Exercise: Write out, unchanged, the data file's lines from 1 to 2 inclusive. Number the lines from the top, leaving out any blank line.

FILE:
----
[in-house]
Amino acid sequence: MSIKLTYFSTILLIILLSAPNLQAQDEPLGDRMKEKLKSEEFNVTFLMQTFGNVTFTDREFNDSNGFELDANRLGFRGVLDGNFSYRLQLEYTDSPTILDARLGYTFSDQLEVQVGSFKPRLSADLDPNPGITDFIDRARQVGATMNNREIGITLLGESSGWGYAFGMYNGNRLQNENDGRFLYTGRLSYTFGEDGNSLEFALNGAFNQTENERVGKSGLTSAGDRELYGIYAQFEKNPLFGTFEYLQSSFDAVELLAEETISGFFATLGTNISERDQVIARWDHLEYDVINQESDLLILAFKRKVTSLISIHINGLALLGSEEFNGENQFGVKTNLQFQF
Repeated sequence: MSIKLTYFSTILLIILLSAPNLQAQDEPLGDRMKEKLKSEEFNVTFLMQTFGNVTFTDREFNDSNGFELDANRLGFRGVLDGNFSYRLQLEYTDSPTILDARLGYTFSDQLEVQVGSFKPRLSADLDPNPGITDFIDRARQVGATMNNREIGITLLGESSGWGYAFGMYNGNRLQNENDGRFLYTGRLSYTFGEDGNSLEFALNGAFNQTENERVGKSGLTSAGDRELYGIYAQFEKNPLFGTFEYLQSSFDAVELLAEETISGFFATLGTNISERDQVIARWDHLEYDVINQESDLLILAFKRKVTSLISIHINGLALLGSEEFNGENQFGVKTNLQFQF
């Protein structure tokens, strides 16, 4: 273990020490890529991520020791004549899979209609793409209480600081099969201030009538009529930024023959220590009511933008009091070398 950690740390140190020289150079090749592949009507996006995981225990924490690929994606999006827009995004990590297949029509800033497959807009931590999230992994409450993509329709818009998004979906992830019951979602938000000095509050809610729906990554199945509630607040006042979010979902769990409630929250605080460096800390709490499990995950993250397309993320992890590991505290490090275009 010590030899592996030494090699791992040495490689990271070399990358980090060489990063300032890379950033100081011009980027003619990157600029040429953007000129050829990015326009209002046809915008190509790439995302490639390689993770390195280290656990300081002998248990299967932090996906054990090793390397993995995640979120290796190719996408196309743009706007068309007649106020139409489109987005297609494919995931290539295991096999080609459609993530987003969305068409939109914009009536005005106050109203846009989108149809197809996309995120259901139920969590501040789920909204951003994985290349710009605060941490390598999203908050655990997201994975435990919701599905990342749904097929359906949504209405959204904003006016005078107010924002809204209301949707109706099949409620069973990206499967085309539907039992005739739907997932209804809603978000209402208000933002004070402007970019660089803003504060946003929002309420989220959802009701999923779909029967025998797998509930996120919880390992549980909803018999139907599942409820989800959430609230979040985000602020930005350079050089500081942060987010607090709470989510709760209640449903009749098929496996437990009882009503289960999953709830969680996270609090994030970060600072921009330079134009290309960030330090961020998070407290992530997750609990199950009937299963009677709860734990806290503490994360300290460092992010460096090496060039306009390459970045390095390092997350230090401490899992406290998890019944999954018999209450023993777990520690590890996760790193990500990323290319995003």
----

[in-house]
Amino acid sequence: MSIKLTYFSTILLIILLSAPNLQAQDEPLGDRMKEKLKSEEFNVTFLMQTFGNVTFTDREFNDSNGFELDANRLGFRGVLDGNFSYRLQLEYTDSPTILDARLGYTFSDQLEVQVGSFKPRLSADLDPNPGITDFIDRARQVGATMNNREIGITLLGESSGWGYAFGMYNGNRLQNENDGRFLYTGRLSYTFGEDGNSLEFALNGAFNQTENERVGKSGLTSAGDRELYGIYAQFEKNPLFGTFEYLQSSFDAVELLAEETISGFFATLGTNISERDQVIARWDHLEYDVINQESDLLILAFKRKVTSLISIHINGLALLGSEEFNGENQFGVKTNLQFQF